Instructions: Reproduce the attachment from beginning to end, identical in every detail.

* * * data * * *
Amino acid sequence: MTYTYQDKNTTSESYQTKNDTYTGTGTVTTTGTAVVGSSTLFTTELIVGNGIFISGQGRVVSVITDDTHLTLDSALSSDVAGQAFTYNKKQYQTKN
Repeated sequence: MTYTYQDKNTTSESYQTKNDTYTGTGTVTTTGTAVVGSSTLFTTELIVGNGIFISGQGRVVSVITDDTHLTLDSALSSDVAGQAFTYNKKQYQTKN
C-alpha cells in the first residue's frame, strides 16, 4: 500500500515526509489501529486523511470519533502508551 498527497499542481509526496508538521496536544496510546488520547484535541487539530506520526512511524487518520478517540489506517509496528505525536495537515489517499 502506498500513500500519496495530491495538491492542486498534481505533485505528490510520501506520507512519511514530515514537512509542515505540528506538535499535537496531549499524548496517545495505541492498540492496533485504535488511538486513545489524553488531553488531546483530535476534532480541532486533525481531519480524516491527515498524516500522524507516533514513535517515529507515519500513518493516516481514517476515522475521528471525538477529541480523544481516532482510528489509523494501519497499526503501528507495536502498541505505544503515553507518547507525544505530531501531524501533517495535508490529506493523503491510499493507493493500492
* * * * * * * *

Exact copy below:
Amino acid sequence: MTYTYQDKNTTSESYQTKNDTYTGTGTVTTTGTAVVGSSTLFTTELIVGNGIFISGQGRVVSVITDDTHLTLDSALSSDVAGQAFTYNKKQYQTKN
Repeated sequence: MTYTYQDKNTTSESYQTKNDTYTGTGTVTTTGTAVVGSSTLFTTELIVGNGIFISGQGRVVSVITDDTHLTLDSALSSDVAGQAFTYNKKQYQTKN
C-alpha cells in the first residue's frame, strides 16, 4: 500500500515526509489501529486523511470519533502508551 498527497499542481509526496508538521496536544496510546488520547484535541487539530506520526512511524487518520478517540489506517509496528505525536495537515489517499 502506498500513500500519496495530491495538491492542486498534481505533485505528490510520501506520507512519511514530515514537512509542515505540528506538535499535537496531549499524548496517545495505541492498540492496533485504535488511538486513545489524553488531553488531546483530535476534532480541532486533525481531519480524516491527515498524516500522524507516533514513535517515529507515519500513518493516516481514517476515522475521528471525538477529541480523544481516532482510528489509523494501519497499526503501528507495536502498541505505544503515553507518547507525544505530531501531524501533517495535508490529506493523503491510499493507493493500492